Phil Taylor

  • View of “Katinka Bock: Populonia,” 2014.
    picks October 15, 2014

    Katinka Bock

    To visit Katinka Bock’s “Populonia” is to enter a complex conceptual geography. A pair of parallel hoses—one containing brackish and the other fresh water—courses through the gallery, each diverted from the same faucet. Before spilling onto the sidewalk, the tracks wend through configurations of ceramic, bronze, steel rebar, glass panels, and textiles that evoke or mirror city plans, the architecture of the gallery, anthropomorphic statuary, and archaeological digs. An aperture incised by the artist in a gallery wall frames a normally private viewing room in which additional works are installed.

  • Letha Wilson, Iao Valley Concrete Bend, 2014, C-print, emulsion transfer, concrete, aluminum frame, 28 1/2 x 4 1/2 x 1 1/2".
    picks October 15, 2014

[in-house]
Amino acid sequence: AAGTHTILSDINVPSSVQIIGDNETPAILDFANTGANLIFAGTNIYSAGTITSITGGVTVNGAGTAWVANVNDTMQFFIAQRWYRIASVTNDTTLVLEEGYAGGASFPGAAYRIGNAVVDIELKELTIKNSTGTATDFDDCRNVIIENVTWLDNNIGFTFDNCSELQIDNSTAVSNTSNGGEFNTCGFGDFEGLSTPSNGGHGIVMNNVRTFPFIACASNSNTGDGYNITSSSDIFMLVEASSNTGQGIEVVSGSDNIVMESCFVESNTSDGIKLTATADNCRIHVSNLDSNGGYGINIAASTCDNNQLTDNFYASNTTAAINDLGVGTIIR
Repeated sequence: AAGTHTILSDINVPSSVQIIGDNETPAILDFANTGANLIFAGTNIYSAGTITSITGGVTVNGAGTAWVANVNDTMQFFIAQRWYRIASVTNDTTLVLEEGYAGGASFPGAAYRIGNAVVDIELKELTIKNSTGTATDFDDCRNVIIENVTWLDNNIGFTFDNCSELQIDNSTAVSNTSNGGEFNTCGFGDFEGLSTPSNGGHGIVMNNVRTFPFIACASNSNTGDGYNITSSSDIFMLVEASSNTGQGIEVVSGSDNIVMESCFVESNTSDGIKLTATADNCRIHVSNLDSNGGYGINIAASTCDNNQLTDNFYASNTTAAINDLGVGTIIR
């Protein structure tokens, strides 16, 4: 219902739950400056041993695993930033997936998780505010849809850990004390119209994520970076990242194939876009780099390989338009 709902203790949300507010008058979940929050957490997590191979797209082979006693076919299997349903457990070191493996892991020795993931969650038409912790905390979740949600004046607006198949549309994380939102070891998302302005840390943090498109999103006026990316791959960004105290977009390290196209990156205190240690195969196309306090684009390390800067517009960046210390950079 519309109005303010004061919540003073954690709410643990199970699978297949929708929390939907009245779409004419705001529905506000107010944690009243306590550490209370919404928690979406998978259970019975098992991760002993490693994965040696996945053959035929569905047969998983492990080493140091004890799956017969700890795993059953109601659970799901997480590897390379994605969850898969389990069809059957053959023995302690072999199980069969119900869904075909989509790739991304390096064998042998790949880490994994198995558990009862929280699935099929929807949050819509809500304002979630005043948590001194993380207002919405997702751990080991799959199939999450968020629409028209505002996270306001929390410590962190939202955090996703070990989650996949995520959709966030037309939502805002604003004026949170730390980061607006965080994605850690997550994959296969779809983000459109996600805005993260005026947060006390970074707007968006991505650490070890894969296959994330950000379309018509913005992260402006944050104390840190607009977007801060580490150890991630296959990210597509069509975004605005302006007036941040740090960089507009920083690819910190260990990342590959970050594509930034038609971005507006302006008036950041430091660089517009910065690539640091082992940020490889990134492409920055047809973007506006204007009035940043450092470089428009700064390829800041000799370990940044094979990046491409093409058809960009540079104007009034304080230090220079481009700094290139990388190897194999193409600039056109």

Letha Wilson

    Letha Wilson’s blend of photography and sculpture speaks to the entanglement of human and natural histories as we come to terms with the Anthropocene. In her latest solo exhibition, Wilson offers new composites of the natural and the architectonic, in an array of aleatory techniques that fuse cement and concrete with C-prints as well as with emulsion transfers of abstract phenomena rendered in high-saturation hues. Photographs are not mere images here but can also serve as printing matrix or casting mold.

    Categorical ambiguity reigns throughout the show, and it’s difficult to find a unified